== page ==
When the mouse charges forward to attack his much, much larger foe, we understand how utterly outmatched he is in this conflict in a visceral way. Petersen engages with all the diminutive characters in this story to fully explore all aspects of the kind of bravery required for such an action. Is it foolhardy to rush forward into battle with little regard for personal safety? Or is nobler, and more beneficial, to cautiously approach danger with a level head? Is fearless self-sacrifice of oneself helpful or harmful? These aren’t questions that are easily answered in Mouse Guard, but they are gorgeously illustrated on each and every page.
Since its release, the series has received numerous awards, including the 2008 Will Eisner Award Winner for Best Publication for Kids (Fall 1152 & Winter 1152), the 2008 Will Eisner Award Winner for Best Graphic Album Reprint (Fall 1152), and the 2014 Harvey Award for Best Graphic Album of Previously Published Work (The Black Axe).
Petersen’s work has many admirers among his fellow comic creators, writers and artists, as evidenced by the many peers (including Jeremy Bastian, Katie Cook, Karl Kerschl, Gene Ha, Terry Moore, Skottie Young, Dustin Nguyen, Jake Parker, Becky Cloonan, Stan Sakai, Mike Mignola…just to name a few) who have contributed to the Mouse Guard universe with numerous pin-ups, original stories, and artwork for related anthologies.
David Petersen enjoys continuing popularity at comic conventions, where he inspires long lines of people seeking original artwork, autographs, and collectible memorabilia. The Mouse Guard world has spawned a wide selection of merchandising, including games, pins, toys and collectible figures.
It is impossible to overestimate the relevancy of stories about the underdog, the disenfranchised, the smallest among us, in today’s fraught political and social landscapes. Mouse Guard reminds us that nobody is too small or too insignificant to effect change in the world. A mouse who is brave, who is loyal, who is willing to sacrifice him or herself to help others is a mouse who can conquer anything.
These are themes that have been well represented in popular culture, from J.R.R. Tolkien to J.K. Rowling. With the surge of epic fantasy storytelling on both on page and screen, and the sustained audience for more Game of Thrones and more Lord of the Rings (including a never-ending supply of spin-offs and prequels), a story like Mouse Guard that tackles similar themes and is set in the kind of expansive world-building that Tolkien and Martin have excelled at certainly has the potential to continue to elevate its standing in the entertainment landscape. There is no height this mouse cannot reach.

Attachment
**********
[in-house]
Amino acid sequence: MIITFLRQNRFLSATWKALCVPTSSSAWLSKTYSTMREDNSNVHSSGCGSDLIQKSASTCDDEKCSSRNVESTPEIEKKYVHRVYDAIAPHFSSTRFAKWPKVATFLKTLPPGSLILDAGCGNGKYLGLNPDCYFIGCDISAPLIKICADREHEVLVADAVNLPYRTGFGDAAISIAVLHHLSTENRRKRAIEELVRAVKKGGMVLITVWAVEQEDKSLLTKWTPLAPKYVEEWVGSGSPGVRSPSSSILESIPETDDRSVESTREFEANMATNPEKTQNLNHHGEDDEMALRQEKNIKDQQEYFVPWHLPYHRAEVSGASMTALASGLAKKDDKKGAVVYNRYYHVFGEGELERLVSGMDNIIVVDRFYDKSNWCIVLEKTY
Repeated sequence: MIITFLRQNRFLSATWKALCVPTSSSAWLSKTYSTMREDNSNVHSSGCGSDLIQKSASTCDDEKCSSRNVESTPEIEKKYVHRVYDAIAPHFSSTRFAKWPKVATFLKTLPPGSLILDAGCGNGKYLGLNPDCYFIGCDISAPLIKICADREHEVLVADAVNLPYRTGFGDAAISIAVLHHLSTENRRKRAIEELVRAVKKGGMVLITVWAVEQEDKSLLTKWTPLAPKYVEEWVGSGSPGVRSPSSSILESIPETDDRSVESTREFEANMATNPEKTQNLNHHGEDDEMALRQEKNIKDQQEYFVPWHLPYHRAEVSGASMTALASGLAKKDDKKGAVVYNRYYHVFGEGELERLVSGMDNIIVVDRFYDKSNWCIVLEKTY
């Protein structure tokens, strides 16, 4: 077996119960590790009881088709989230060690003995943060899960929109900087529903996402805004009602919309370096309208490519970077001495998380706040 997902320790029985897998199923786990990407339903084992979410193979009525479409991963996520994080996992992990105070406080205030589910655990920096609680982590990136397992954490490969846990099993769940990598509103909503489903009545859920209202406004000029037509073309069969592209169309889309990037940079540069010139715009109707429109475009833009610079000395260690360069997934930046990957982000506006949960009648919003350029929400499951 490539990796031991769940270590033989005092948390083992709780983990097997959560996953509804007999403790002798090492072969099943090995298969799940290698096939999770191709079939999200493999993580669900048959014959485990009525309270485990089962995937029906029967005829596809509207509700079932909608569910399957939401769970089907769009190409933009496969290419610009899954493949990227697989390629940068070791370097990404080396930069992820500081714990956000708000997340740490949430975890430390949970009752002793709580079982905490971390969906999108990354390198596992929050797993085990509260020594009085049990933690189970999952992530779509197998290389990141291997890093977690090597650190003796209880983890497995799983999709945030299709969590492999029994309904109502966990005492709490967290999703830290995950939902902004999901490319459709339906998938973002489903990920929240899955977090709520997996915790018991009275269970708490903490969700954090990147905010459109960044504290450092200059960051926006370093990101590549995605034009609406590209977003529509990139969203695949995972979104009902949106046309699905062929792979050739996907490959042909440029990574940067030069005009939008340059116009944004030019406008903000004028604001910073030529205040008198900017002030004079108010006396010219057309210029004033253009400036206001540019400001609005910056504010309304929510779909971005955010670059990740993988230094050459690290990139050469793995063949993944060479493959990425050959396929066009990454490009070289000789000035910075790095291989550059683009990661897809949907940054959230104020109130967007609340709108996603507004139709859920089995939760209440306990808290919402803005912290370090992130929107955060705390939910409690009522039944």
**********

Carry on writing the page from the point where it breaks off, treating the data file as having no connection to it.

Other Points of Interest
David Petersen announced Weasel War 1149 in 2013 and confirmed he had started work on this next collection of stories in 2017; however, no release date has been announced so far.
In July 2016, 20th Century Fox announced it would produce a Mouse Guard film with Matt Reeves as a producer and Gary Whitta as screenwriter. Wes Ball signed on to direct; Thomas Brodie-Sangster, Andy Serkis, Jack Whitehall, and Idris Elba were all announced in various roles. In June 2019, Disney (which had acquired Fox that March) cancelled the project.
In 2016, IDW published The Wind in the Willows, an unabridged hardcover edition of the classic story, with pen and ink illustrations by David Petersen. This was a 6-year project completed while Petersen took a lengthy break from the Mouse Guard series.
David Petersen has contributed artwork for numerous other BOOM! Studios titles, including Muppet Robin Hood, Muppet Peter Pan, Muppet King Arthur, Muppet Snow White, The Dark Crystal, and Fraggle Rock.
Mouse Guard-related anthologies, Free Comic Book Day releases, and collections of art:
- Legends of the Guard, Volumes 1-3; Anthology series featuring the work of artists and storytellers handpicked by series creator David Petersen.
- Baldwin the Brave and Other Tales; A collection of four Free Comic Book Day stories, plus two new tales.
- The Art of Mouse Guard, 2005 - 2015; A large format, “coffee table” collection of the artwork of David Petersen offering an in-depth look at the artistic and creative process behind the creation of the series.
Mouse Guard-inspired games:
- Mouse Guard Roleplaying Game and Boxed Set - A pen-and-paper traditional RPG designed by Luke Crane featuring artwork and extensive background material from series creator David Petersen.
- Mouse Guard: Swords & Strongholds - A light-strategy board game invented by David Petersen and published by Luke Crane (Burning Wheel).